GEN Z PERSPECTIVES
POWER PLAY IN SOUTH ASIA
Dona Senara takes stock of Sri Lanka’s future amid Indo-China competition
There is a widespread belief that power in the international arena is shifting from the Western world to Asia, potentially destabilising the prevailing polarity.
Commonly known as the ‘Asian Century,’ this situation has led many to believe that there’s a latent shift of power especially from the US to China – although American and Western powers are still rooted in their combined economic aspirations, and close transatlantic cooperation.
Yet, Asia is rising; and it is principally being elevated by the work of China and India, which are continuing to fuel the Asian Century regardless of the power that the West holds over the East.
So what does this have to do with Sri Lanka?
As an island located in southern the tip of South Asia in the ‘shared neighbourhood’ of India and China, Sri Lanka faces the regional burden of having close relations with the two Asian giants – especially in the context of monetary affairs..
Since 1962, China and India have been competing over territory demarcation and security dilemmas in the Indo-China region. Today, China’s increasing hard and soft power capabilities have resulted in a more assertive tone in the territorial disputes along its maritime borders in the East and South China Seas.
And India has no intention of letting China ride free.
For instance, the Chinese ship Yuan Wang 5, which left the Hambantota Port in August, has continued to churn the waters around the island. With high-level consultations held between Chinese and Sri Lankan officials, and New Delhi’s displeasure with Beijing for using its influence over Sri Lanka, the island was barely able to balance the issues raised by both nations.
This is not the first time that Sri Lanka, which owes China billions of dollars, dared to slight the Chinese. The first incident was in October 2020 when the former administration refused to accept a Chinese shipment of organic fertiliser.
The Sri Lankan government’s initial wishy-washy response to the visit by Yuan Wang 5 angered Beijing and the Chinese took a tough stance on restructuring its loans to Sri Lanka. Meanwhile, India extended loans and humanitarian assistance earlier in the year to help the island cope with its burgeoning economic crisis.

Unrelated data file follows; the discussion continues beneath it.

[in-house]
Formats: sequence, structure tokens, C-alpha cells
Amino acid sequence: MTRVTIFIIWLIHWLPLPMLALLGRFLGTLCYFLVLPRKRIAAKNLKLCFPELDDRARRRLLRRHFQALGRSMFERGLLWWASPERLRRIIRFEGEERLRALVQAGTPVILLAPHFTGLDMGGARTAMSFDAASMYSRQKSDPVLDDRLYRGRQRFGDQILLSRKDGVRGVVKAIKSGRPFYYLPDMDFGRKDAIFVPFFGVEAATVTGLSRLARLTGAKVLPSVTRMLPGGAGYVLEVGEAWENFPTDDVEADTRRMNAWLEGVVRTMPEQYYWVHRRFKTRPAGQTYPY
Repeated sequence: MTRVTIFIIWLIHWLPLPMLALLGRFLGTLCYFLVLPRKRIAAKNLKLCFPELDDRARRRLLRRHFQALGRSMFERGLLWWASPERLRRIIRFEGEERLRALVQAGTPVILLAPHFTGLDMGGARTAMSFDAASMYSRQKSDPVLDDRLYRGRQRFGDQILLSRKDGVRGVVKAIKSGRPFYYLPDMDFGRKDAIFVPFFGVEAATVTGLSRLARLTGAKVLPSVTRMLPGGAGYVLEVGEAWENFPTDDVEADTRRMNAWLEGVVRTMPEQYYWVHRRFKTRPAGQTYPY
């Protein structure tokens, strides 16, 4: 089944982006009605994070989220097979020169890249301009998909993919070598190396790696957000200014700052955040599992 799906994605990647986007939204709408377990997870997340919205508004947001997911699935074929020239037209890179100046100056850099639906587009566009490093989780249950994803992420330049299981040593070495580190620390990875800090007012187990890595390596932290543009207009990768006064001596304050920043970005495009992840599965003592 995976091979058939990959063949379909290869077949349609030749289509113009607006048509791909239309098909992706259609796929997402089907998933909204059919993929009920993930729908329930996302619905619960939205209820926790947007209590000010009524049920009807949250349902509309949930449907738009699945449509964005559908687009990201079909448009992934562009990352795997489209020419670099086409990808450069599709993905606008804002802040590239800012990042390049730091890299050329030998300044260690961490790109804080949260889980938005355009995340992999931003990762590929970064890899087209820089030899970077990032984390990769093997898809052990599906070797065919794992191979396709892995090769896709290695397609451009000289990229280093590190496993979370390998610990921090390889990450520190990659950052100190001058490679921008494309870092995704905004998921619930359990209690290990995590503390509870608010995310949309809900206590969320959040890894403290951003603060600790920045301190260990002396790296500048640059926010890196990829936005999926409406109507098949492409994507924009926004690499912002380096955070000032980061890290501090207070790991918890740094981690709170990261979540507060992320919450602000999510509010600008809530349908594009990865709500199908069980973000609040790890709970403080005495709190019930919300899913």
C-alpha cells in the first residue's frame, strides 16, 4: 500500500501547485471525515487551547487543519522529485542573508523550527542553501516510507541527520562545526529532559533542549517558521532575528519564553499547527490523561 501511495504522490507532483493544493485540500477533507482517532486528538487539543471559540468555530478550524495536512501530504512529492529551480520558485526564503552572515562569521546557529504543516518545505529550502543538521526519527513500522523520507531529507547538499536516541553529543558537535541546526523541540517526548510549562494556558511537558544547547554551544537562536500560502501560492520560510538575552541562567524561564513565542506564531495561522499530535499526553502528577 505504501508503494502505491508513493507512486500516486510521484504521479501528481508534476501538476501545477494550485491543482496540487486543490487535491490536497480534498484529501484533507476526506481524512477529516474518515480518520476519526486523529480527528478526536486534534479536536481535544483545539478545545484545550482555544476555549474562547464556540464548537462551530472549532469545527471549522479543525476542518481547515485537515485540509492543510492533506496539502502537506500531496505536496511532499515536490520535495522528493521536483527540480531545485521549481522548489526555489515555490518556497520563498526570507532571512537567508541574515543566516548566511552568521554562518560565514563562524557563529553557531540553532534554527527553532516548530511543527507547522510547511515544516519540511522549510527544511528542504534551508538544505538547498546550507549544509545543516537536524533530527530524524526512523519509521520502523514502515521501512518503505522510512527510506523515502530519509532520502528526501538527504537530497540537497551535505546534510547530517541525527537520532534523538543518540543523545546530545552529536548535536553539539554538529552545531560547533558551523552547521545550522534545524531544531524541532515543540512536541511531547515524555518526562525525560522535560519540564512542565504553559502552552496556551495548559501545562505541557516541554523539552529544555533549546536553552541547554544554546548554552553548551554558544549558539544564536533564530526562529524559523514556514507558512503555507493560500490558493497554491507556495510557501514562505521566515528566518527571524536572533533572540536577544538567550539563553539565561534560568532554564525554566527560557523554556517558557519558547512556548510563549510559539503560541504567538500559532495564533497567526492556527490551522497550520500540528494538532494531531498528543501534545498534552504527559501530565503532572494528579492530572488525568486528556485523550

Nevertheless, both China and India are ambitious nations seeking every chance to gain influence over useful yet vulnerable countries such as Sri Lanka, mainly in the form of public goodwill.
The Indo-China face-off will continue to amplify in the weeks ahead primarily with the Russian upsurge for power in the name of ‘national security.’ It will only be a matter of time before other nations follow with their power hungry conquests.
Regardless of its size, Sri Lanka will have a lot to look out for if the old adage ‘Whoever controls the Indian Ocean dominates Asia’ is true. The island’s geostrategic location along vital sea lanes in the Indian Ocean region has thrown it into the battlefield with the world’s superpowers.
Nobody comes out of a battlefield unharmed. Therefore, Sri Lanka needs to focus on establishing a firm footing against any force coming its way and ensure that the country is stable internally.
While acknowledging its geostrategic position in the Indian Ocean, Sri Lanka needs to be mindful of geopolitical implications resulting in problems that may lead to foreign policy adjustments. Counterbalancing international relations between China and India, in the wake of diplomatic gains by other nations such as Japan and the US, will be one such issue.
Although the Non-Aligned Movement (NAM) proved useful during the Cold War period and remains relevant to this day, Sri Lanka won’t be able to follow this policy with precision if it doesn’t shed its status as a desperate nation wedged between Asia’s two powerhouses.